28 Oct 2021

Health reforms: diagnosis and second opinions

From The House , 6:55 pm on 28 October 2021

Parliament debated two big new bills this week with very different responses. 

We discussed the housing density bill earlier. It was negotiated between National and Labour and everyone but ACT felt very warm and cosy in it. Briefly, central government plans to take back some control from local authorities in order to achieve the desired outcome. 

The second bill was on Health - but the response came with divergent second opinions.

Healthcare people

Photo: 123rf

A treatment theme

The second big first reading was a health bill where central government plans to take back control from local authorities in order to achieve the desired outcome.

That might sound familiar to the housing approach, but on this topic the parties were at vehement odds over the treatment plan. 

National MP Matt Doocey characterised the change as “socialist central planning”, and said “we had the Hon Nanaia Mahuta with her steamroller going over the top of local authorities [with Three Waters]. And now we have Andrew Little on his wrecking ball, wreaking through DHBs.”

National MP Matt Doocey wearing a medical style mask in the House

  Matt Doocey looking ready for surgery. (file photo) Photo: VNP / Phil Smith

A Patient History

The Pae Ora (Healthy Futures) Bill would restructure health governance in the country, eliminating the DHB model that Labour introduced a couple of decades ago and trying for a centralised model. 

This is not a return to the model that existed prior to DHBs. 

Before DHBs were Crown Health Enterprises (1993), which were also regional but with a profit motive. CHEs had replaced another regionalised administrative model; Area Health Boards (1983). 

From what I can ascertain (e.g. check out this excellent timeline of NZ Health), the last time Health was somewhat centralised was in 1967 when the eight hospital districts were reduced to two.

Symptoms and diagnosis

Because this is a first reading the public gets an opportunity for feedback on this new bill, so below is a sense of the plan and the various political party positions to help in your thinking.

But first, the Minister of Health Andrew Little outlined ‘the presenting problem’ as your GP might say. The general symptoms appeared to be agreed by all the parties. 

“The reality is that there is an extraordinary disparity of health outcome in this country, depending not only on who you are—and if you are Māori, you are much more likely to have worse health outcomes than pretty much anybody else in the population—but also about where you live. Where you live will also determine what access you get to many forms of healthcare and, therefore, what happens to you.”

“On average, Māori men can expect to live seven years shorter than anybody else in the population. That tells you that there is something seriously wrong.”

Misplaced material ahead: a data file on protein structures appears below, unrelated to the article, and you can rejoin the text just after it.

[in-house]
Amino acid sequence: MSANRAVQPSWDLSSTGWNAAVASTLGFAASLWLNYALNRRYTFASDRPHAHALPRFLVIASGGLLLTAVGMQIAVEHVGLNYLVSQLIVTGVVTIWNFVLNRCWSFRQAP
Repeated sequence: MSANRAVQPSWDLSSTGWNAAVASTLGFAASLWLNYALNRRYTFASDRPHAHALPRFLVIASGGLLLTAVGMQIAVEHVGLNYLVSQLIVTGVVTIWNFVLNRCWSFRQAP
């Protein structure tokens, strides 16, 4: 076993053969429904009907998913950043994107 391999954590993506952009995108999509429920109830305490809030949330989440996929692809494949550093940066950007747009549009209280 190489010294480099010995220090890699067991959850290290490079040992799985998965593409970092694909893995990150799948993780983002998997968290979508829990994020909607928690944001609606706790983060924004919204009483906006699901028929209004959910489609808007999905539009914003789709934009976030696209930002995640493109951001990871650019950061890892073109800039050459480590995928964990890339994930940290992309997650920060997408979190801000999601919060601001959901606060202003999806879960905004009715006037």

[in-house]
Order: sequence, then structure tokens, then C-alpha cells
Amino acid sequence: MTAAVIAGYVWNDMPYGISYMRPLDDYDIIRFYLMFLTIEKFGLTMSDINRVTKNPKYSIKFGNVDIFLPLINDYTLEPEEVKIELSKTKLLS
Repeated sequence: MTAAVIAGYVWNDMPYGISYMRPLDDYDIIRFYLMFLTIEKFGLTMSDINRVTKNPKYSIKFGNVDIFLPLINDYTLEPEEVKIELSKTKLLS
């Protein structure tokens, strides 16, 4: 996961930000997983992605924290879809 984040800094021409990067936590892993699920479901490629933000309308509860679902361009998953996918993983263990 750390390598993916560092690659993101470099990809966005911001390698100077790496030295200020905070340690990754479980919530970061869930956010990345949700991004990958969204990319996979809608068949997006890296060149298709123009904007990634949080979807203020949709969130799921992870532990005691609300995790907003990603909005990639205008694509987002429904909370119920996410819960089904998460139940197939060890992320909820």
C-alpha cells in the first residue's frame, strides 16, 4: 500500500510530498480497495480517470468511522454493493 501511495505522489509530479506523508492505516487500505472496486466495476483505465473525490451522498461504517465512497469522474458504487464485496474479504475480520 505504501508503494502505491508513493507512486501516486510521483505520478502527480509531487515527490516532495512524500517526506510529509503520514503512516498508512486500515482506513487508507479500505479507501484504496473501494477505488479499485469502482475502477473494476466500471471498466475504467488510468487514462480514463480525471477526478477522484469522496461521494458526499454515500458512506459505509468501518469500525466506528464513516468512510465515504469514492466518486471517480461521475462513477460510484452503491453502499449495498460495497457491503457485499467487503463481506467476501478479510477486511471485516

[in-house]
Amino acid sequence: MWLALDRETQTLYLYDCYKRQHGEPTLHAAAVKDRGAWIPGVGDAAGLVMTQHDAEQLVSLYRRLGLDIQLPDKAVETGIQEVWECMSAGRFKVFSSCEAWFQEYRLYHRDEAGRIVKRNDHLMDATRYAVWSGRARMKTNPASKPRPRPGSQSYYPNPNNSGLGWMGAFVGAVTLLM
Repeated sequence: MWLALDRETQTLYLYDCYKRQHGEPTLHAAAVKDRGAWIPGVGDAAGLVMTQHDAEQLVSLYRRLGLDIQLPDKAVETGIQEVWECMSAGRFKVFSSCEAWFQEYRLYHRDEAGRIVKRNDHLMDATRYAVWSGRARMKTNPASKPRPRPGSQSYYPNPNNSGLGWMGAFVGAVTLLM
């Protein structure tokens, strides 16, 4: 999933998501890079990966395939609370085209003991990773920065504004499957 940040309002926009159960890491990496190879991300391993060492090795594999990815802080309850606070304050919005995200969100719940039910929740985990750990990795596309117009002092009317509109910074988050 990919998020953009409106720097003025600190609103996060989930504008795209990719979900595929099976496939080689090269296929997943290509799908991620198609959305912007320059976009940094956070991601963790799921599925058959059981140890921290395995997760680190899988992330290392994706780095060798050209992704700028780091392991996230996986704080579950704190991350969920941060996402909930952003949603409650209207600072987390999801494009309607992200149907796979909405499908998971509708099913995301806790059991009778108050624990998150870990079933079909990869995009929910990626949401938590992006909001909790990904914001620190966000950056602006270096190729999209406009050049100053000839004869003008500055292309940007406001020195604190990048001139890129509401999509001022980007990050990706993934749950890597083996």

Labour MP Andrew Little debating in the House

Labour MP Andrew Little debating in the House Photo: ©VNP / Phil Smith

Andrew Little also diagnosed the etiology of the condition.

“Over time, a problem has emerged: …when you disaggregate decision making for a system for 5 million people into 20 different organisations, then you shouldn't be surprised that disparities emerge and differences emerge and differentiation emerges and, then, people suffer the problem of access to different health services and, therefore, different health outcomes, depending on where you are in the country. So, in many respects, the way we live, what we do, and technology—all those things—have conspired to make the current system obsolete.”

Treatment plan: DHB-ectomy

I’ll let Andrew Little outline the details of the proposed surgery and treatment plan. 

“This legislation …takes the 20 DHBs that we have at the moment and puts them into one organisation. It has the benefits of coordination across the system as a whole; not 20 different decision makers in different parts of the country, but one decision maker that can plan across the system as whole… This reform and this bill will allow us to do that with the establishment of Health New Zealand.” 

And regarding the Maori Health Authority:

“…We will also establish the Māori Health Authority… The Māori Health Authority does not set up a separate system; it is an independent statutory body that works hand in glove with Health New Zealand to make sure that their advocacy—that is to say the Māori Health Authority's advocacy but also commissioning powers—makes sure that the needs of Māori are met in a way that they simply have not been for many, many years, and that we are seeing demonstrated time and again just in the last 20 months.”

And on local planning:

“The bill provides for and requires Health New Zealand and the Māori Health Authority to support the locality planning process….Now, through the locality planning process, we would draw together the health providers in an area, the community representatives, and we can actually start to get health plans in locality areas that are relevant to those communities. That is what the bill will do.”